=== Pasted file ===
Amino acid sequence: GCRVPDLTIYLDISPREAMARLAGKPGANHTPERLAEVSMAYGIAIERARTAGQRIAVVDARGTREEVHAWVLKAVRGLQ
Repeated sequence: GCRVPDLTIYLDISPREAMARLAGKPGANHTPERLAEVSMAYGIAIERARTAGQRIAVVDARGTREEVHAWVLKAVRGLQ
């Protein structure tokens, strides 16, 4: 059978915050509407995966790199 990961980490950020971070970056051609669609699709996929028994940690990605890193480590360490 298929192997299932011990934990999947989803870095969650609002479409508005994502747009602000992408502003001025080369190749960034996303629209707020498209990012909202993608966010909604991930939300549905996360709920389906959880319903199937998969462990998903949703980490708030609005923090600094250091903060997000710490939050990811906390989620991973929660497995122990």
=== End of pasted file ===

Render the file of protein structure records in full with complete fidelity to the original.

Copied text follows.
Amino acid sequence: GCRVPDLTIYLDISPREAMARLAGKPGANHTPERLAEVSMAYGIAIERARTAGQRIAVVDARGTREEVHAWVLKAVRGLQ
Repeated sequence: GCRVPDLTIYLDISPREAMARLAGKPGANHTPERLAEVSMAYGIAIERARTAGQRIAVVDARGTREEVHAWVLKAVRGLQ
């Protein structure tokens, strides 16, 4: 059978915050509407995966790199 990961980490950020971070970056051609669609699709996929028994940690990605890193480590360490 298929192997299932011990934990999947989803870095969650609002479409508005994502747009602000992408502003001025080369190749960034996303629209707020498209990012909202993608966010909604991930939300549905996360709920389906959880319903199937998969462990998903949703980490708030609005923090600094250091903060997000710490939050990811906390989620991973929660497995122990």